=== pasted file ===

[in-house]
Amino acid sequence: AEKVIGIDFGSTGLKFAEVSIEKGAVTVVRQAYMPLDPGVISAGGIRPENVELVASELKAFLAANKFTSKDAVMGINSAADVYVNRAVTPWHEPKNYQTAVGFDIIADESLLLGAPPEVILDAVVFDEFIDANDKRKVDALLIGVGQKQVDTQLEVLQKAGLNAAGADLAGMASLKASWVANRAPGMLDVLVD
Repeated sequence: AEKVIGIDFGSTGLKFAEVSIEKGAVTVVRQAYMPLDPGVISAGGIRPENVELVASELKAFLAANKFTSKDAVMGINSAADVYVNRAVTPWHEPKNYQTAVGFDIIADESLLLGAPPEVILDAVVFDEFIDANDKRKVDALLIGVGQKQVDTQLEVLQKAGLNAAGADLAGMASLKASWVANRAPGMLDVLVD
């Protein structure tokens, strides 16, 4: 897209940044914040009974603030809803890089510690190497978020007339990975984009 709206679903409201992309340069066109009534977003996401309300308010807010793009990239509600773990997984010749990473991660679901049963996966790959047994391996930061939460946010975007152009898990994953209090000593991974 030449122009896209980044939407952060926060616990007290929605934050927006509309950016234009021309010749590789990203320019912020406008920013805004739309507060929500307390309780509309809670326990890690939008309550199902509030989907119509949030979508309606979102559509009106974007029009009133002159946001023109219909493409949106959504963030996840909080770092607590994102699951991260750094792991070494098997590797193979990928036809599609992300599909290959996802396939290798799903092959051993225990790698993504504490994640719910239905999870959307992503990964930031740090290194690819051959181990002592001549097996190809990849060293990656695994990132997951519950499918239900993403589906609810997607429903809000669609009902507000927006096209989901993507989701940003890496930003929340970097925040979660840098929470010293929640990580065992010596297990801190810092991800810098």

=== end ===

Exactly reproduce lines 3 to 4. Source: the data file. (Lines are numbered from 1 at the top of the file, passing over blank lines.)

Repeated sequence: AEKVIGIDFGSTGLKFAEVSIEKGAVTVVRQAYMPLDPGVISAGGIRPENVELVASELKAFLAANKFTSKDAVMGINSAADVYVNRAVTPWHEPKNYQTAVGFDIIADESLLLGAPPEVILDAVVFDEFIDANDKRKVDALLIGVGQKQVDTQLEVLQKAGLNAAGADLAGMASLKASWVANRAPGMLDVLVD
């Protein structure tokens, strides 16, 4: 897209940044914040009974603030809803890089510690190497978020007339990975984009 709206679903409201992309340069066109009534977003996401309300308010807010793009990239509600773990997984010749990473991660679901049963996966790959047994391996930061939460946010975007152009898990994953209090000593991974 030449122009896209980044939407952060926060616990007290929605934050927006509309950016234009021309010749590789990203320019912020406008920013805004739309507060929500307390309780509309809670326990890690939008309550199902509030989907119509949030979508309606979102559509009106974007029009009133002159946001023109219909493409949106959504963030996840909080770092607590994102699951991260750094792991070494098997590797193979990928036809599609992300599909290959996802396939290798799903092959051993225990790698993504504490994640719910239905999870959307992503990964930031740090290194690819051959181990002592001549097996190809990849060293990656695994990132997951519950499918239900993403589906609810997607429903809000669609009902507000927006096209989901993507989701940003890496930003929340970097925040979660840098929470010293929640990580065992010596297990801190810092991800810098």